Learning to Stand

February is Black History Month. I don't know nearly as much as I should.

I've been thinking a lot lately about the 60's: about the protests and the music, the riots and the love-in's, the politics and the expressions of freedom, life, of love, and of a nation that seemed from an outsider's view 45 years after the fact to be at once divided, together, and above all, driven to action. I think about all this, and I look at events that are occurring in our times now, and I wonder what the youth of the 60's would have said about it.

I decided to go out and pick up a couple books to start learning a little more. Originally, I only wanted to point out what I was currently reading, and ask if anyone out there had any ideas for further reading so I could get a better foundation for what transpired back then. But somehow I can't seem to leave it at that. Maybe it's shame, maybe it's anger, but I think that we're all facing something in the air today that begs for action, begs for response.

About 15 years ago I borrowed my wife's copy of The Autobiography of Malcolm X and read it. Something in that book made me start to want to learn more about those people who stood up against the twisted views and established norms that pervaded the world at different times. Whether it was Martin Luther King marching and rallying thousands, or Rosa Parks refusing to move to the back of the bus, I would get a lump in my throat and a tightening in my chest thinking of the pain and bravery needed to commit, and the pain and sorrow of knowing why it was necessary. And these were only the most visible, the figureheads for a movement that was comprised of hundreds, thousands of nameless people who were beaten, arrested, or even killed in the name of being given the same fundamental rights and courtesies we now give pets in Beverly Hills.

Today Spot can ride the bus or the plane, can sit in the restaurant and eat along with everyone else. Not even 50 years ago a large portion of our human population had to drink from separate water fountains.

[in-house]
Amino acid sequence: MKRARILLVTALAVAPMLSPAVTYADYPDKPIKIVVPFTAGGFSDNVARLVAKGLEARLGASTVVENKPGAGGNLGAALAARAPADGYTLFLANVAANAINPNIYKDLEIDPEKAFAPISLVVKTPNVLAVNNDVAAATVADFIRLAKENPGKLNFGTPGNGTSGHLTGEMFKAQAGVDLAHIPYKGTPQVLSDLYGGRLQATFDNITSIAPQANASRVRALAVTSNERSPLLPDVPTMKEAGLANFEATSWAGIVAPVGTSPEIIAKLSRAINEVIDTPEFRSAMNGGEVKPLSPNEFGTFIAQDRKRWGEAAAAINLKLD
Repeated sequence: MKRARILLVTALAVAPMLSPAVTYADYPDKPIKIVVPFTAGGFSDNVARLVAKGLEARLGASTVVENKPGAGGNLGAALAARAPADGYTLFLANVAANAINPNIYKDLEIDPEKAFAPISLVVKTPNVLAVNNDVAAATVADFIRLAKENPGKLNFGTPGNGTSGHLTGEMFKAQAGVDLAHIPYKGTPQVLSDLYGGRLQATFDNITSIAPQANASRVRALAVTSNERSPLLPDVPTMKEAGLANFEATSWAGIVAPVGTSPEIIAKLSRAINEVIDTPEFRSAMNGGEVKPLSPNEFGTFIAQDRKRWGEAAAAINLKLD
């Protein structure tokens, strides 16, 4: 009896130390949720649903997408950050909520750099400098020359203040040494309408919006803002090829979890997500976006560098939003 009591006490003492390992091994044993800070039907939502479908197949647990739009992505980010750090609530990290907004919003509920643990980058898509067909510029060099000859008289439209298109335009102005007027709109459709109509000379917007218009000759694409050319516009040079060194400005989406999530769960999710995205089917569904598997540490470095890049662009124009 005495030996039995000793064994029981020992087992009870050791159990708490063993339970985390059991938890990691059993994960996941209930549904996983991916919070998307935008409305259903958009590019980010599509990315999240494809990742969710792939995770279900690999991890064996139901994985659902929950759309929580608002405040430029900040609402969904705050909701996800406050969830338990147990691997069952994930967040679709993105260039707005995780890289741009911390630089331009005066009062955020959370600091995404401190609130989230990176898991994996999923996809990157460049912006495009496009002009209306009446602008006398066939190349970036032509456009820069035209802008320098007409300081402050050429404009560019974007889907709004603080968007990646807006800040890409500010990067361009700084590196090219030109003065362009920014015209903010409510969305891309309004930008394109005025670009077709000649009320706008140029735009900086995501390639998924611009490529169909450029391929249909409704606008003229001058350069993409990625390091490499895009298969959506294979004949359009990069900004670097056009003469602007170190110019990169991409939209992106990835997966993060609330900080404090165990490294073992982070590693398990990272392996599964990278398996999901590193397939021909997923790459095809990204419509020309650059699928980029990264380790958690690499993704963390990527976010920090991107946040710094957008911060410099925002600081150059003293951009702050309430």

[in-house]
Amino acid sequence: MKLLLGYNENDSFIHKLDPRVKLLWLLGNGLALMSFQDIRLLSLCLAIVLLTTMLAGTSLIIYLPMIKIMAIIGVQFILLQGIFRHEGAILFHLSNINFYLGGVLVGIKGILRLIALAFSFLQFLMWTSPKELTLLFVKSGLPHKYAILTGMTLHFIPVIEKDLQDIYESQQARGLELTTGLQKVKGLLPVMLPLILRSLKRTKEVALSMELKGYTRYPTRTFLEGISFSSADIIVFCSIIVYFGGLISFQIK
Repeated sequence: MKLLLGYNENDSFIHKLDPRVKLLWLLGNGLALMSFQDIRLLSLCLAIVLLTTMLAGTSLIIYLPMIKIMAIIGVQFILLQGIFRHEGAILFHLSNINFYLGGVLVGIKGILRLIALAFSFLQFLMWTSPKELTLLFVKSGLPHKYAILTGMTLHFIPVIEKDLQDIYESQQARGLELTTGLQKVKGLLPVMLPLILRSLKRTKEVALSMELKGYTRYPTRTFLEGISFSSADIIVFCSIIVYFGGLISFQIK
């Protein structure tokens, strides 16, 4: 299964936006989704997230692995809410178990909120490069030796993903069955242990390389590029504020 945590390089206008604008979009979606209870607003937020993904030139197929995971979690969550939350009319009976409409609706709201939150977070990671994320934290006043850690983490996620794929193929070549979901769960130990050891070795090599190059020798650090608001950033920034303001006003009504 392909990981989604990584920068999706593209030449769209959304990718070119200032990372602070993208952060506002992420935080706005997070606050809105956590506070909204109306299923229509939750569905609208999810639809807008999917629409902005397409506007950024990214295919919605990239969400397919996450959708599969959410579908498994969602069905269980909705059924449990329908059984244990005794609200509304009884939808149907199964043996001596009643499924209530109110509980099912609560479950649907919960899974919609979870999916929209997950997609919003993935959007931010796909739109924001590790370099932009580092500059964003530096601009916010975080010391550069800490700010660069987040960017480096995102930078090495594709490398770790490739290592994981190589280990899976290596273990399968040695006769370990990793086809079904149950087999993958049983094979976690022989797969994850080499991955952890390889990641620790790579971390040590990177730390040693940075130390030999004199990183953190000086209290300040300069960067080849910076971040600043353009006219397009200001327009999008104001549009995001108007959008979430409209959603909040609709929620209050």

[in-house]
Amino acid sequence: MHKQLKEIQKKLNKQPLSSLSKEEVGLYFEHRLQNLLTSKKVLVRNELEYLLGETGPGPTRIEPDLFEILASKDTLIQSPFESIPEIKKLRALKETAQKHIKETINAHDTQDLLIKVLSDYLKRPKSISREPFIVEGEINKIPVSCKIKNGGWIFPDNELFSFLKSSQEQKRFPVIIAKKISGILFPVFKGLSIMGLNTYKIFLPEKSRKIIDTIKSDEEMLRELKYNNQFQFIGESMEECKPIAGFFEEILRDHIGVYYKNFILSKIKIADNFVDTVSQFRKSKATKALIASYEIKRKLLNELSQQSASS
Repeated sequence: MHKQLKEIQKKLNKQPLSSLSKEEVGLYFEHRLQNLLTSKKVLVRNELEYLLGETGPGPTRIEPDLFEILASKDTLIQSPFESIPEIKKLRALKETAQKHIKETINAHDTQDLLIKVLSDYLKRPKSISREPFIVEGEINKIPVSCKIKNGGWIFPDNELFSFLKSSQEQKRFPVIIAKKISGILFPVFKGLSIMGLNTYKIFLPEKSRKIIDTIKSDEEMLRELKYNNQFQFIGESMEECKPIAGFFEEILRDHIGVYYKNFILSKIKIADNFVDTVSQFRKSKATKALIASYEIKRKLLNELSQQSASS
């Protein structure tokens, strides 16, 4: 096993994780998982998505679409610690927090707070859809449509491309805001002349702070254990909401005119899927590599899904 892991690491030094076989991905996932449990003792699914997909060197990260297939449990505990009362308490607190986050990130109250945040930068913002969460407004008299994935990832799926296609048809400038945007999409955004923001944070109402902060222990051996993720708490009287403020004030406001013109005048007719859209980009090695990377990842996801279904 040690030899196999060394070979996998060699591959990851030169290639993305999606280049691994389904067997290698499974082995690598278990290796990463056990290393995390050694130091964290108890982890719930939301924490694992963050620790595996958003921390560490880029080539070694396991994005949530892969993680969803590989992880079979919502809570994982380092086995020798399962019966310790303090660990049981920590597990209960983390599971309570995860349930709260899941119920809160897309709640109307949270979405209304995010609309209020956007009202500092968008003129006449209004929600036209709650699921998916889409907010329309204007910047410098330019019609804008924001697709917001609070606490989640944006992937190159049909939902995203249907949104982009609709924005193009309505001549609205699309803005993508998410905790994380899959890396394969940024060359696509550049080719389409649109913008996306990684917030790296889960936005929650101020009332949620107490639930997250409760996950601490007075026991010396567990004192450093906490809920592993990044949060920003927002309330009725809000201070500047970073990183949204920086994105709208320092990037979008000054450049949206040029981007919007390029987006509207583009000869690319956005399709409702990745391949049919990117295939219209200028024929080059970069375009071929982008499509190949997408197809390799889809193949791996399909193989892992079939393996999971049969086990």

From the American Civil Rights Movement I expanded into the rest of the 60's: the Vietnam War, the Democratic National Convention, the shootings at Kent State University in 1970. Everywhere you looked there was outrage. Boycotts, civil disobedience, rallies in Washington, riots in the streets. For better or worse, America stood up and lashed out, sometimes peacefully, sometimes violently, but always out, always forward.

It still happens now. I know that we are not a country so completely apathetic and self absorbed that we won't stand up and let our voices be heard when major events threaten to disrupt our way of life. I get a little choked up when I think about how many people were up in arms over Janet Jackson's exposed breast during the Super Bowl, or how libraries across the country seemed to band together to ban a children's book awarded the coveted Newberry Medal because it contained the word "scrotum."

I just get choked up in a different way.

This post continued to become more and more unfocused, more confusing, and I apologize. It's because I'm woefully ignorant of the events I'm talking about, I know. But I'm working hard to learn, and grow as a result. That adage about "learning from the past" never felt so real to me as it has these past couple of weeks.